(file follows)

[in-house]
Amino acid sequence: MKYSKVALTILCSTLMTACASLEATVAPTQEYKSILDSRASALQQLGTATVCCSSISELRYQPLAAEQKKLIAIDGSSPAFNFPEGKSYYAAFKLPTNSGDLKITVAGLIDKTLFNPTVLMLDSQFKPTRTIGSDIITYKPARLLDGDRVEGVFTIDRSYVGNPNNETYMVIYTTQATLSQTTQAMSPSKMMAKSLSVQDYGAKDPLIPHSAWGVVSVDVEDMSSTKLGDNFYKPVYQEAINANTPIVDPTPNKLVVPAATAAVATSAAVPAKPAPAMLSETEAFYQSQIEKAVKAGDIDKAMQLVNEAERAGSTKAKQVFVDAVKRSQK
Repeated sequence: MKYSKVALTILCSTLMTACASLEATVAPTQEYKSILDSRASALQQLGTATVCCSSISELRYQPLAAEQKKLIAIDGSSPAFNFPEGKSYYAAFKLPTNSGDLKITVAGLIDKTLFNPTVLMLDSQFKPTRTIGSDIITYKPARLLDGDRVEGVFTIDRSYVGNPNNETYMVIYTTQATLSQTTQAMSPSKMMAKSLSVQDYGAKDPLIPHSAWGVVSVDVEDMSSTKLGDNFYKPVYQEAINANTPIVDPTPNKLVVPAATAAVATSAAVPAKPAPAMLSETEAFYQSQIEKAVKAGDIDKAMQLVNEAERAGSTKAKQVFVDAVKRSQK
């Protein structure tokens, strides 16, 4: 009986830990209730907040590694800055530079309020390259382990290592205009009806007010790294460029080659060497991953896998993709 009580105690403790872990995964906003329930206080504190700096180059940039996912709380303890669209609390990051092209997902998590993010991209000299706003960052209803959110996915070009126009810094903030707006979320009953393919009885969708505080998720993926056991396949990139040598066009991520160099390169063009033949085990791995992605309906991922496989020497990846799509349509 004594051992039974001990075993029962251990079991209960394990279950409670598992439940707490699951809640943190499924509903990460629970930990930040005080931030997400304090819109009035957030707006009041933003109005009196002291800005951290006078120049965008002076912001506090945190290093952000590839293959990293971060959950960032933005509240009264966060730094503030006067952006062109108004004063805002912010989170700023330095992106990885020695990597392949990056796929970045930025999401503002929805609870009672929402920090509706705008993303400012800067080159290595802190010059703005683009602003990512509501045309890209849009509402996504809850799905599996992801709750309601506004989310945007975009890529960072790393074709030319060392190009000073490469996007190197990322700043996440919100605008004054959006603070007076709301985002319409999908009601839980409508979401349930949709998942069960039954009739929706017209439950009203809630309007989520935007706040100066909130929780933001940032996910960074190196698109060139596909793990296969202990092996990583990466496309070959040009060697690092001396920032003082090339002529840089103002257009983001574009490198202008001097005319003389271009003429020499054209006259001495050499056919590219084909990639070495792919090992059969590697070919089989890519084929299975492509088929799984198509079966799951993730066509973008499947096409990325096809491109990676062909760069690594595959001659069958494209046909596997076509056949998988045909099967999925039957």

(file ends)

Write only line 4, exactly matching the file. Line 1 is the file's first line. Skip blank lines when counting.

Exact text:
């Protein structure tokens, strides 16, 4: 009986830990209730907040590694800055530079309020390259382990290592205009009806007010790294460029080659060497991953896998993709 009580105690403790872990995964906003329930206080504190700096180059940039996912709380303890669209609390990051092209997902998590993010991209000299706003960052209803959110996915070009126009810094903030707006979320009953393919009885969708505080998720993926056991396949990139040598066009991520160099390169063009033949085990791995992605309906991922496989020497990846799509349509 004594051992039974001990075993029962251990079991209960394990279950409670598992439940707490699951809640943190499924509903990460629970930990930040005080931030997400304090819109009035957030707006009041933003109005009196002291800005951290006078120049965008002076912001506090945190290093952000590839293959990293971060959950960032933005509240009264966060730094503030006067952006062109108004004063805002912010989170700023330095992106990885020695990597392949990056796929970045930025999401503002929805609870009672929402920090509706705008993303400012800067080159290595802190010059703005683009602003990512509501045309890209849009509402996504809850799905599996992801709750309601506004989310945007975009890529960072790393074709030319060392190009000073490469996007190197990322700043996440919100605008004054959006603070007076709301985002319409999908009601839980409508979401349930949709998942069960039954009739929706017209439950009203809630309007989520935007706040100066909130929780933001940032996910960074190196698109060139596909793990296969202990092996990583990466496309070959040009060697690092001396920032003082090339002529840089103002257009983001574009490198202008001097005319003389271009003429020499054209006259001495050499056919590219084909990639070495792919090992059969590697070919089989890519084929299975492509088929799984198509079966799951993730066509973008499947096409990325096809491109990676062909760069690594595959001659069958494209046909596997076509056949998988045909099967999925039957």